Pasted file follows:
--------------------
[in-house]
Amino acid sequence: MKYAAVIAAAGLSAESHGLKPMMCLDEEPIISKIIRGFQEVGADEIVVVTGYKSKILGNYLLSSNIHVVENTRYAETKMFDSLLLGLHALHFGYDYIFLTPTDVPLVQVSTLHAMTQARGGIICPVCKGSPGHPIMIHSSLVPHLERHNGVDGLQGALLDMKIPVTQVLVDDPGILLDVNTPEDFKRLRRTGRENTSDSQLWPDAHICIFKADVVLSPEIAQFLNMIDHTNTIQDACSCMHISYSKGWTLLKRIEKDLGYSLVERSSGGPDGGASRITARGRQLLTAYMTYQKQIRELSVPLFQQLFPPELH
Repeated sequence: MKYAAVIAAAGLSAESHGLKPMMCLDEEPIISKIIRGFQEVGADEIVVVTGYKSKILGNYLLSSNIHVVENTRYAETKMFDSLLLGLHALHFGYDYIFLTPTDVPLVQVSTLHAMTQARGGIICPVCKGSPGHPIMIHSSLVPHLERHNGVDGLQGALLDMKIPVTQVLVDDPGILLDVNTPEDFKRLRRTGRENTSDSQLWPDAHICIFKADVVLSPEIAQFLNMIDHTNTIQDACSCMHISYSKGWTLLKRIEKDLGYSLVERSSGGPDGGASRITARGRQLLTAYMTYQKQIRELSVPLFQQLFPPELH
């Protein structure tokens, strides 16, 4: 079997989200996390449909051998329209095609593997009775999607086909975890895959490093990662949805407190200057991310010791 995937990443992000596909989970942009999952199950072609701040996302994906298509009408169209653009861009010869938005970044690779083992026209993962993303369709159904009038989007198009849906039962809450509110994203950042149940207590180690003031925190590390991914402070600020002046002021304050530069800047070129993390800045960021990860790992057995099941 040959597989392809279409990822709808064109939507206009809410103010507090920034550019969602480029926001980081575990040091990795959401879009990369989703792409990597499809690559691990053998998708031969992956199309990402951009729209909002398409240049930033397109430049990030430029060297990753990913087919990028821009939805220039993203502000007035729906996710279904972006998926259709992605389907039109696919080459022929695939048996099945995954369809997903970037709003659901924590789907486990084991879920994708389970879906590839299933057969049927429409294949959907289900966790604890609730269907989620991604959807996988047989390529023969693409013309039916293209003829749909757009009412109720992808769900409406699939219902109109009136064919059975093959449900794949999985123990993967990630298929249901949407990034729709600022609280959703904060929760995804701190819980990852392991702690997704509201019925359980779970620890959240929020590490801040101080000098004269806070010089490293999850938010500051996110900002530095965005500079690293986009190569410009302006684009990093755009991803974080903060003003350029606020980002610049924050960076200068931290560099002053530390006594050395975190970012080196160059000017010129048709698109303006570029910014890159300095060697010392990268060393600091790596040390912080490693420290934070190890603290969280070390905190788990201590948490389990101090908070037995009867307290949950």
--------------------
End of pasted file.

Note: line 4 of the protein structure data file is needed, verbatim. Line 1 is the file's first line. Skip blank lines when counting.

């Protein structure tokens, strides 16, 4: 079997989200996390449909051998329209095609593997009775999607086909975890895959490093990662949805407190200057991310010791 995937990443992000596909989970942009999952199950072609701040996302994906298509009408169209653009861009010869938005970044690779083992026209993962993303369709159904009038989007198009849906039962809450509110994203950042149940207590180690003031925190590390991914402070600020002046002021304050530069800047070129993390800045960021990860790992057995099941 040959597989392809279409990822709808064109939507206009809410103010507090920034550019969602480029926001980081575990040091990795959401879009990369989703792409990597499809690559691990053998998708031969992956199309990402951009729209909002398409240049930033397109430049990030430029060297990753990913087919990028821009939805220039993203502000007035729906996710279904972006998926259709992605389907039109696919080459022929695939048996099945995954369809997903970037709003659901924590789907486990084991879920994708389970879906590839299933057969049927429409294949959907289900966790604890609730269907989620991604959807996988047989390529023969693409013309039916293209003829749909757009009412109720992808769900409406699939219902109109009136064919059975093959449900794949999985123990993967990630298929249901949407990034729709600022609280959703904060929760995804701190819980990852392991702690997704509201019925359980779970620890959240929020590490801040101080000098004269806070010089490293999850938010500051996110900002530095965005500079690293986009190569410009302006684009990093755009991803974080903060003003350029606020980002610049924050960076200068931290560099002053530390006594050395975190970012080196160059000017010129048709698109303006570029910014890159300095060697010392990268060393600091790596040390912080490693420290934070190890603290969280070390905190788990201590948490389990101090908070037995009867307290949950």